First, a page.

"Social Organization and Secret Societies of the Kwakiutl Indians" (Boas 1897),and part of
it was publ
ished as discussion after the Kwakiutl article by Boas in "The Function of Dance
in Human Society". The manuscript of that was sent to Erna Gunther along with the films. "
(Franziska Boas, Personal Communication)

In the mid
1930s Boas asked Stuyvesant Van
Veen, a painter working with David Efron on
the study of gesture, to make some drawings from the 1930 footage. In 1961 the footage,
drawings, and manuscript were given to the Burke Museum of the University of
Washington by Franziska Boas. Bill Holm of the
Burke Museum edited the footage into a
two part film (Part I deals with Games and Technology and Part II with Dances and
Ceremonies), annotated the footage with appropriate citations from Boas' publications, and
attempted to locate the Kwakiutl in the film

and ask them to describe what was depicted.
The films together with Holm's notes are available from the University of Washington

From the films, drawings, Boas' letters, publications, and the memories of people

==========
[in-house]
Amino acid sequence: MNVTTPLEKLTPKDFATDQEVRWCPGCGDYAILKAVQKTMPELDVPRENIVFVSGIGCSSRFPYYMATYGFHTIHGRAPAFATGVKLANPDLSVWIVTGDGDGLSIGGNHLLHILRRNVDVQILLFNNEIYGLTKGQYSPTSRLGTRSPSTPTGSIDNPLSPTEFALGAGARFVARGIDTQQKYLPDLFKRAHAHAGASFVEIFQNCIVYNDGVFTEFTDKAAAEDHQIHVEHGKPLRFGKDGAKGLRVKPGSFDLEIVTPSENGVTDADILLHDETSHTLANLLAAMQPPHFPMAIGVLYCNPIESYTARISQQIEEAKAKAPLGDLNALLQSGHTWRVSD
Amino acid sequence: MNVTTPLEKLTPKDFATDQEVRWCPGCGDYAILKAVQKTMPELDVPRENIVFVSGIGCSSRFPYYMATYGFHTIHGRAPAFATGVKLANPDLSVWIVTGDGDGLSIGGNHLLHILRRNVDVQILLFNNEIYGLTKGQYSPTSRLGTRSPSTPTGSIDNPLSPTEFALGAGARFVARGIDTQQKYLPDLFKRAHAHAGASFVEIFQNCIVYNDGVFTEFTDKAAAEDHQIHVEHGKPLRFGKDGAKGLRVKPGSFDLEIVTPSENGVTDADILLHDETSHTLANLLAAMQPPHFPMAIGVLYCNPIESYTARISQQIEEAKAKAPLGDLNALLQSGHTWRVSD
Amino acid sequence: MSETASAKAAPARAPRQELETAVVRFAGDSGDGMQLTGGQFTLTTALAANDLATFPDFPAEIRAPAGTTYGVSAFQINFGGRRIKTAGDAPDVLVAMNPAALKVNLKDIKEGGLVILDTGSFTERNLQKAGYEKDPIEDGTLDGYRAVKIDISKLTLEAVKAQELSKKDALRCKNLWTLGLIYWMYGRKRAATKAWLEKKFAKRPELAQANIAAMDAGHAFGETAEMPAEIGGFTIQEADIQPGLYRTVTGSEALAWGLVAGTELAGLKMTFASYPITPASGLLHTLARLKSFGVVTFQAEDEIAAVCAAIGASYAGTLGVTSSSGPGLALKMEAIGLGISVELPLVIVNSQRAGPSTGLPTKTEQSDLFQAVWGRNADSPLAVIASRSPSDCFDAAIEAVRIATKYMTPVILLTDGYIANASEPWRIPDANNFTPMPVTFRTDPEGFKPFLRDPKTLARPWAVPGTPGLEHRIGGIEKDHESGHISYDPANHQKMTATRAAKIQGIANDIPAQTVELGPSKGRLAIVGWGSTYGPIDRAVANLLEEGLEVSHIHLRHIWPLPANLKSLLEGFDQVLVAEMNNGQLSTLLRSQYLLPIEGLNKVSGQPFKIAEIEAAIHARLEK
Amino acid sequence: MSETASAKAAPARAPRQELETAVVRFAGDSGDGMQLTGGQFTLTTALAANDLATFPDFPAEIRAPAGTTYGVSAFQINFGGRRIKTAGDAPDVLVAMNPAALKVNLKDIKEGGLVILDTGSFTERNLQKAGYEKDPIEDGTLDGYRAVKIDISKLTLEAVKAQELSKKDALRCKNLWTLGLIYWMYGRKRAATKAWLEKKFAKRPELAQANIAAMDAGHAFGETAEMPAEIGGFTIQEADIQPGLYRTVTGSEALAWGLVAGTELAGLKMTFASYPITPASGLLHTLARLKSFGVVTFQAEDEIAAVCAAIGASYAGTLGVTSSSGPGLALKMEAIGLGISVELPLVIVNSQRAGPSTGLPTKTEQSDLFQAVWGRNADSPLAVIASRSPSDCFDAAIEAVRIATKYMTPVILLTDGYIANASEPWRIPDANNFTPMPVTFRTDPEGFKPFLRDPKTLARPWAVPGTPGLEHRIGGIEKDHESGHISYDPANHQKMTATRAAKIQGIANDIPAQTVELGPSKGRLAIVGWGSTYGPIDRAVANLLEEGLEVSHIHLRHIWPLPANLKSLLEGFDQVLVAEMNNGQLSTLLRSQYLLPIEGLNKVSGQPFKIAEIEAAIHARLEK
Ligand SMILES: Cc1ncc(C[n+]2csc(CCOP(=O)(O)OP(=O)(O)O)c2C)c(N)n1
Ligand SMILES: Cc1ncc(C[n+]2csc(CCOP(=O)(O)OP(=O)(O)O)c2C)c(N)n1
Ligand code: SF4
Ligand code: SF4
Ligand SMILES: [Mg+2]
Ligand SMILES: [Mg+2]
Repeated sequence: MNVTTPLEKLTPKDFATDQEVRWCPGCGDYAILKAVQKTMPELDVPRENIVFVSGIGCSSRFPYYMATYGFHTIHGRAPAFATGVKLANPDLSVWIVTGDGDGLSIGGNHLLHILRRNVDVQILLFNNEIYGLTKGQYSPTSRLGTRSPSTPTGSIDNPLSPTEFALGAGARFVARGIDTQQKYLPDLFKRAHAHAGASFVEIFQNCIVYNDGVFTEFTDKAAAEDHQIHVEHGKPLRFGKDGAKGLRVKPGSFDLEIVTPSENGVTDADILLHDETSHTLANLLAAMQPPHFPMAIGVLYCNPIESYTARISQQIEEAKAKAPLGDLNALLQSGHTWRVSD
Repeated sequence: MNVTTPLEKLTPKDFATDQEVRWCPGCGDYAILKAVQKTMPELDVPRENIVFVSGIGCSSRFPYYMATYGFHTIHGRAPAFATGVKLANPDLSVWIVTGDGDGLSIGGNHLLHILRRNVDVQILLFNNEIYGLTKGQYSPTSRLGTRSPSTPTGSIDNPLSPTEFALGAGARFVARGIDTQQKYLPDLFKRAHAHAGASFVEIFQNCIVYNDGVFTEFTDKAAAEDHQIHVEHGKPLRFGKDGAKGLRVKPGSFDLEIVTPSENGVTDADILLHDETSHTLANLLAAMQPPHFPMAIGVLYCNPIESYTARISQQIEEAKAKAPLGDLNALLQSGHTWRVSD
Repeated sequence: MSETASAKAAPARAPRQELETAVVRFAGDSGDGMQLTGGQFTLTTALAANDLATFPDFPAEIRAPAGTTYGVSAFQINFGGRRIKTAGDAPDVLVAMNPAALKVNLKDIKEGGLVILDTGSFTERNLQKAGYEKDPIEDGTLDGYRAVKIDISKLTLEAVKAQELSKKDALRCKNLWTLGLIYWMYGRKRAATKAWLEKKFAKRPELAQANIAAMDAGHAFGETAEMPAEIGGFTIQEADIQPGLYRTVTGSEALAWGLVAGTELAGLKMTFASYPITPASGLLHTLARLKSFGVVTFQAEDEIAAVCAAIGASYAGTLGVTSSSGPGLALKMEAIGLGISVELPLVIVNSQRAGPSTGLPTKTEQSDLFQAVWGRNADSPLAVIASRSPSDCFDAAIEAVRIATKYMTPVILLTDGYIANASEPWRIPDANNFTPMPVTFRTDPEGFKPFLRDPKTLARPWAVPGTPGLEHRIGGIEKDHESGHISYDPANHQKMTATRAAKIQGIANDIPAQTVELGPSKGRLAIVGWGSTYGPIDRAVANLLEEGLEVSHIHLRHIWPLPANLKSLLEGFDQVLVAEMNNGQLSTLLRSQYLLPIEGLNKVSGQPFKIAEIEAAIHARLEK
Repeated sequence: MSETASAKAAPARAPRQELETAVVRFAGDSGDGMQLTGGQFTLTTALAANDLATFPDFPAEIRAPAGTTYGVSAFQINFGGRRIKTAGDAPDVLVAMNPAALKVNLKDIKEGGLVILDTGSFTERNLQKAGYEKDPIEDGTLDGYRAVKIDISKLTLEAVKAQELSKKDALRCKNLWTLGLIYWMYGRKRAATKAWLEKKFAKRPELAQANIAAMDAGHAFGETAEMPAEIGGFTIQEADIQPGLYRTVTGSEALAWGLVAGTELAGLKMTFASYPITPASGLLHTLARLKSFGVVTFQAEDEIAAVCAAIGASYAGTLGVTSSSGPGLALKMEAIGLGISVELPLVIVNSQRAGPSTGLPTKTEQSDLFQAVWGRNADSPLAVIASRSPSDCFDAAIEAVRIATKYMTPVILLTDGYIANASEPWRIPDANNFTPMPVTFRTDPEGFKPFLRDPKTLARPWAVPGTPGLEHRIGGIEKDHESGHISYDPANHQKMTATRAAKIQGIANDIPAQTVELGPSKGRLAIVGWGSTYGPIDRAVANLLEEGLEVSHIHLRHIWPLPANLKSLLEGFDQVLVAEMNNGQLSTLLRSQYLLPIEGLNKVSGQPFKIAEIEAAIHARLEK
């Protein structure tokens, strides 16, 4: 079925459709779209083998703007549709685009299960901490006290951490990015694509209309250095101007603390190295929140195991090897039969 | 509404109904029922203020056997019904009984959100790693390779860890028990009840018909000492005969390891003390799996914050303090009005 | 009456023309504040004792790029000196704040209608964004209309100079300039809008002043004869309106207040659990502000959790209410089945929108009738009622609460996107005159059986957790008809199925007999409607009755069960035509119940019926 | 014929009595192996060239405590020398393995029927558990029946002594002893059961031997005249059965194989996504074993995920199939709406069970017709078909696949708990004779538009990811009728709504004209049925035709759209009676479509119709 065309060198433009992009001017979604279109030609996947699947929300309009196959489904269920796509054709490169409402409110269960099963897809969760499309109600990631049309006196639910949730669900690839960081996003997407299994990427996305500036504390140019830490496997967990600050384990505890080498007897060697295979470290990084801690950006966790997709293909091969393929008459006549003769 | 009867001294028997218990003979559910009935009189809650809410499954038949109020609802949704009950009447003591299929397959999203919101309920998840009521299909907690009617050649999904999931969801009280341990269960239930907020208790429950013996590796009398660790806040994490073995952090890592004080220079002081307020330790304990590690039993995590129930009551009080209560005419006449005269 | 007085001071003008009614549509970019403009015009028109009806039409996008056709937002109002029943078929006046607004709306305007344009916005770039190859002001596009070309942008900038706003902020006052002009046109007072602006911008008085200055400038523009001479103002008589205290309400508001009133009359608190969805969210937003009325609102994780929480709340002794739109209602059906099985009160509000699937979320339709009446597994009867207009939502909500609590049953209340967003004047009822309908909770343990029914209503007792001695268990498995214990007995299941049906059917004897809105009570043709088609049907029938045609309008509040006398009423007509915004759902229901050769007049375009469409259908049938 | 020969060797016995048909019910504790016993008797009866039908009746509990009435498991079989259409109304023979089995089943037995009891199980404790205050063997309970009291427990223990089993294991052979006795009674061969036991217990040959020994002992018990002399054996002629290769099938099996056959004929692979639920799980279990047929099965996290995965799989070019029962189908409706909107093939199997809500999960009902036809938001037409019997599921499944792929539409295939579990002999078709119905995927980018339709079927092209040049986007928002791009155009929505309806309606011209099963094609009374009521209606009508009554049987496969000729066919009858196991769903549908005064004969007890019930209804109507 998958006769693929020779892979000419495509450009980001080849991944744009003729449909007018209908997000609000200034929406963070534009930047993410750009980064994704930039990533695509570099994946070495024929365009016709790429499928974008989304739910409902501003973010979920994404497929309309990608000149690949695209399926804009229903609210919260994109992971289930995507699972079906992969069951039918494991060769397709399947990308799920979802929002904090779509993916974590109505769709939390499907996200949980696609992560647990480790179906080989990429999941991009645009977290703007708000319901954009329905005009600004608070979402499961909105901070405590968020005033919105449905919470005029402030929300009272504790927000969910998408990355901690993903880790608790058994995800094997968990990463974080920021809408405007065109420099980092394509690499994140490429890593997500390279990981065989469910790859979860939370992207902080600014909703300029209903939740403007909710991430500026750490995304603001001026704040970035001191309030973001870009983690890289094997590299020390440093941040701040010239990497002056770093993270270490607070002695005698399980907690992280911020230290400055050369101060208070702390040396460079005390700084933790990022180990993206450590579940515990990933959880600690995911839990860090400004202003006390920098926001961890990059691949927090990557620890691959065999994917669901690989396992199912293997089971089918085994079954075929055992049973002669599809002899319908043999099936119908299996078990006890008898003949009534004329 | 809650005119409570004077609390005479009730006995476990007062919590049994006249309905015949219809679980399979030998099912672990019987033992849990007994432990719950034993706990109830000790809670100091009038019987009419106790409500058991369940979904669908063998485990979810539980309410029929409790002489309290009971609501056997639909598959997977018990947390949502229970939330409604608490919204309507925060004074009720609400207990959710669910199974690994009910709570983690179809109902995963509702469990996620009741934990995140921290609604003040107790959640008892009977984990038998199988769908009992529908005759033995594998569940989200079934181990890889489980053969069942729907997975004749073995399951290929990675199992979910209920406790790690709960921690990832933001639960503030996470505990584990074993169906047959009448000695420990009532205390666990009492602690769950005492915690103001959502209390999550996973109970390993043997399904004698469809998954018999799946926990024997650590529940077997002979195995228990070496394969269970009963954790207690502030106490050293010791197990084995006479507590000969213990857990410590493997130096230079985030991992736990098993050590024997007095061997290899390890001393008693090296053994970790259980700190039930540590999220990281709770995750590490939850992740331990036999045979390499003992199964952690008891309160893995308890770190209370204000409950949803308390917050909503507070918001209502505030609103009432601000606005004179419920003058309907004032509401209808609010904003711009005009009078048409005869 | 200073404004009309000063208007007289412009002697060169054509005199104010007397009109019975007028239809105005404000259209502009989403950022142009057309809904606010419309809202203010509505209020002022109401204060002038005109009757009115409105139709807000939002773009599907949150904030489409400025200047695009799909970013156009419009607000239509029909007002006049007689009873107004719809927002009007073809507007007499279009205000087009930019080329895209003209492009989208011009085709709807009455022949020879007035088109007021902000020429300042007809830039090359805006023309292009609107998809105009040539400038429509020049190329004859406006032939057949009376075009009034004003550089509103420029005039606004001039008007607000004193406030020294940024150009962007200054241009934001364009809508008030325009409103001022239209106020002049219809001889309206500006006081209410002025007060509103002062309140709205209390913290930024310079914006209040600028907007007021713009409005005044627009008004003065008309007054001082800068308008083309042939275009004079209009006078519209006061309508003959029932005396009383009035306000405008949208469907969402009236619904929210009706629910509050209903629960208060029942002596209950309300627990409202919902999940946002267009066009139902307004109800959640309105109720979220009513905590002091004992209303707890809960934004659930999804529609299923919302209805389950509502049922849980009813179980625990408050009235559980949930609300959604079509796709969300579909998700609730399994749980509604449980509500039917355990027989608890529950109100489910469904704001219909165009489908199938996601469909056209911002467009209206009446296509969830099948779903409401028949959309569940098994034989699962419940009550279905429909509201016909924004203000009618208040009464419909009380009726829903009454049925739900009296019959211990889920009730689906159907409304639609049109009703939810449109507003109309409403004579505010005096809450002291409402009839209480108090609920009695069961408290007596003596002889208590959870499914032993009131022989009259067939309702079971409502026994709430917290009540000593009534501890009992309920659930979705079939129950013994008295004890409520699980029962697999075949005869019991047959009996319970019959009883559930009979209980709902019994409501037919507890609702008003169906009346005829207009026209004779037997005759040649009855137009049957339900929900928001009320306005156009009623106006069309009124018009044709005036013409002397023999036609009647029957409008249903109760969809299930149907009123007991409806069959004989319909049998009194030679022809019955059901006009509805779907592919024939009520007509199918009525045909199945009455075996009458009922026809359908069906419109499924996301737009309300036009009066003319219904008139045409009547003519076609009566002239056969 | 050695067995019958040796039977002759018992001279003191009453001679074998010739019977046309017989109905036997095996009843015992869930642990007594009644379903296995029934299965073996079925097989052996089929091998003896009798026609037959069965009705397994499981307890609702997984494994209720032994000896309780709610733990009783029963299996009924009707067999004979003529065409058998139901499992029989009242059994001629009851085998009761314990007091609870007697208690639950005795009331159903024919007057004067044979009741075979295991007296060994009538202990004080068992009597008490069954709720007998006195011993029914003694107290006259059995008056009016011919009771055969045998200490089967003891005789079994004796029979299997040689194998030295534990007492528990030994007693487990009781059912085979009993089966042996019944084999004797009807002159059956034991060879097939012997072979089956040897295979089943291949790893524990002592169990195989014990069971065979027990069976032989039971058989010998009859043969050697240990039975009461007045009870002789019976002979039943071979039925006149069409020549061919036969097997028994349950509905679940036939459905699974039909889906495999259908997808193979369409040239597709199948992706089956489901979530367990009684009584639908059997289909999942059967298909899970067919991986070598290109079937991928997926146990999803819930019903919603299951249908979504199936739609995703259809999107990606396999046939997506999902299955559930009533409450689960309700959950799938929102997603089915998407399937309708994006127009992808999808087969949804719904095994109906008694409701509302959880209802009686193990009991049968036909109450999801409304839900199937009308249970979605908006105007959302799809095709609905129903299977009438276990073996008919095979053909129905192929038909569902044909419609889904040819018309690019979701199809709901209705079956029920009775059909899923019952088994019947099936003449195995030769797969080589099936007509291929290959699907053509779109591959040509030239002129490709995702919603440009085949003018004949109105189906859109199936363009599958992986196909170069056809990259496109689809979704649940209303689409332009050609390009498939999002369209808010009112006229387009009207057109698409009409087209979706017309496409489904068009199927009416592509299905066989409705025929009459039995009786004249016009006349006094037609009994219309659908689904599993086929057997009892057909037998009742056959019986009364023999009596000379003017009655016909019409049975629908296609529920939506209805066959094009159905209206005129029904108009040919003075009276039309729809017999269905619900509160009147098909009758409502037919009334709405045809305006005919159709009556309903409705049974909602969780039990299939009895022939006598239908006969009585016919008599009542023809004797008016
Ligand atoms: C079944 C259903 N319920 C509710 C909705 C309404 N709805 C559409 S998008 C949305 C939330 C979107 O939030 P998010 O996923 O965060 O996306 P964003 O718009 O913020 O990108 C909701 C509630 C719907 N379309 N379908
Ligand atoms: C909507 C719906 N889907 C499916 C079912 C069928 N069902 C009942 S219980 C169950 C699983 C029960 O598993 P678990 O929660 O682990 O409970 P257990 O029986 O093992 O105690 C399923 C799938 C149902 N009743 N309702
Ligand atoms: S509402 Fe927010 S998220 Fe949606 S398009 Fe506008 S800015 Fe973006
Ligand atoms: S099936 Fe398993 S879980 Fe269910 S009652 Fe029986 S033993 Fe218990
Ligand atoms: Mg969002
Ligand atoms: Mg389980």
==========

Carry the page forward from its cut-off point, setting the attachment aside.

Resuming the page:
knowledgeable about the project, it i
s possible to partially reconstruct Boas' intentions,
research plans, and ideas for the public presentation of the results. It is important to do so
because I believe Boas to be one of the first anthropologists, and perhaps the first social
scientist anywh
ere, to use the motion picture camera to generate data in natural settings (as
opposed to a laboratory) in order to study gesture, motor habits, and dance as
manifestations of culture.

An examination of the footage together with references by Boas to the f
ilming in his field
letters (Rohner 1969) plus statements from his posthumously published article on dance
(Boas 1944) and other publications provides us with an opportunity to reconstruct Boas'
attitude toward filming as a research strategy and to postula
te how his ideas about body
movement, dance, and culture became an ideology which caused him to construct the
footage in a particular way. (Blackman (1977) has previously examined Boas' potlatch
photographs in a similar fashion.)

Further, I will demonstrat
e how Boas' interest in body movements and dance brought
together several lifelong themes in his work
the relationship between race and culture to